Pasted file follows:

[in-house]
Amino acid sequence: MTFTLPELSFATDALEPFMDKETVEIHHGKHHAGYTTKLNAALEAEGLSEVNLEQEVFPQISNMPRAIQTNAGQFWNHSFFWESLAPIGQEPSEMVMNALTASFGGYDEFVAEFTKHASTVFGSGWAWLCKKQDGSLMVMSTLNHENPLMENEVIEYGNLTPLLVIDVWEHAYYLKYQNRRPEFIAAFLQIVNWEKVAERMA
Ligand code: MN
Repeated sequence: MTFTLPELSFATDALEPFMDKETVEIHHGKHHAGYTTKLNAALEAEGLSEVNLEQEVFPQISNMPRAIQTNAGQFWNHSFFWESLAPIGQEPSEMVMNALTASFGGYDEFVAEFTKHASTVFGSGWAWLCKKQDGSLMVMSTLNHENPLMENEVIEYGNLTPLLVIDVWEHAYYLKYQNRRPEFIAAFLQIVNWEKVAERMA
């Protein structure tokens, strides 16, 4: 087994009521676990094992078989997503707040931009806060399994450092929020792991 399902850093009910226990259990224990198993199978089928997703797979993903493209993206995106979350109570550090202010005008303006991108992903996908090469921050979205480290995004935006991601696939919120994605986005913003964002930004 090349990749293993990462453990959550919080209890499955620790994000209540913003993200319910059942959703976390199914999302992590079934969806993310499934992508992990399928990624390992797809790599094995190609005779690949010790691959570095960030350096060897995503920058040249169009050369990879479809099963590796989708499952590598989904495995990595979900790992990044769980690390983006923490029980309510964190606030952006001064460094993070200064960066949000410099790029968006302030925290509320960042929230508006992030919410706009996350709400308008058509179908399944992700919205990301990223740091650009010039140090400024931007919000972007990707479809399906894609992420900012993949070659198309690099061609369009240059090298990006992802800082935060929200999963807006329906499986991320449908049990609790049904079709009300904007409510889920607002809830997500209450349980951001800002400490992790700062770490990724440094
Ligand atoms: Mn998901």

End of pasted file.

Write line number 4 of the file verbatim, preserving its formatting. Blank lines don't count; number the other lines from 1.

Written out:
Repeated sequence: MTFTLPELSFATDALEPFMDKETVEIHHGKHHAGYTTKLNAALEAEGLSEVNLEQEVFPQISNMPRAIQTNAGQFWNHSFFWESLAPIGQEPSEMVMNALTASFGGYDEFVAEFTKHASTVFGSGWAWLCKKQDGSLMVMSTLNHENPLMENEVIEYGNLTPLLVIDVWEHAYYLKYQNRRPEFIAAFLQIVNWEKVAERMA